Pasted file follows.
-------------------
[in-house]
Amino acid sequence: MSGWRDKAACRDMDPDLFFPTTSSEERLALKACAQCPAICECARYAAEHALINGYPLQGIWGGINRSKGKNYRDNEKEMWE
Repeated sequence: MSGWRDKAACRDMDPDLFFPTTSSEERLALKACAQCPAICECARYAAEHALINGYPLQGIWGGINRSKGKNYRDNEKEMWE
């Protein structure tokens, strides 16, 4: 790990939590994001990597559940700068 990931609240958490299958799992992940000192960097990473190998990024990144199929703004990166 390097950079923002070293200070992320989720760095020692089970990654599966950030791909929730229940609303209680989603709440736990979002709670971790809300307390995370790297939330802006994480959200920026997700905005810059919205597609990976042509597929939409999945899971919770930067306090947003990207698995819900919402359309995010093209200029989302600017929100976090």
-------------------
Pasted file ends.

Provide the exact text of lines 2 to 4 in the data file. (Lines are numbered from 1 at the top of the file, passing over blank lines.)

Amino acid sequence: MSGWRDKAACRDMDPDLFFPTTSSEERLALKACAQCPAICECARYAAEHALINGYPLQGIWGGINRSKGKNYRDNEKEMWE
Repeated sequence: MSGWRDKAACRDMDPDLFFPTTSSEERLALKACAQCPAICECARYAAEHALINGYPLQGIWGGINRSKGKNYRDNEKEMWE
């Protein structure tokens, strides 16, 4: 790990939590994001990597559940700068 990931609240958490299958799992992940000192960097990473190998990024990144199929703004990166 390097950079923002070293200070992320989720760095020692089970990654599966950030791909929730229940609303209680989603709440736990979002709670971790809300307390995370790297939330802006994480959200920026997700905005810059919205597609990976042509597929939409999945899971919770930067306090947003990207698995819900919402359309995010093209200029989302600017929100976090």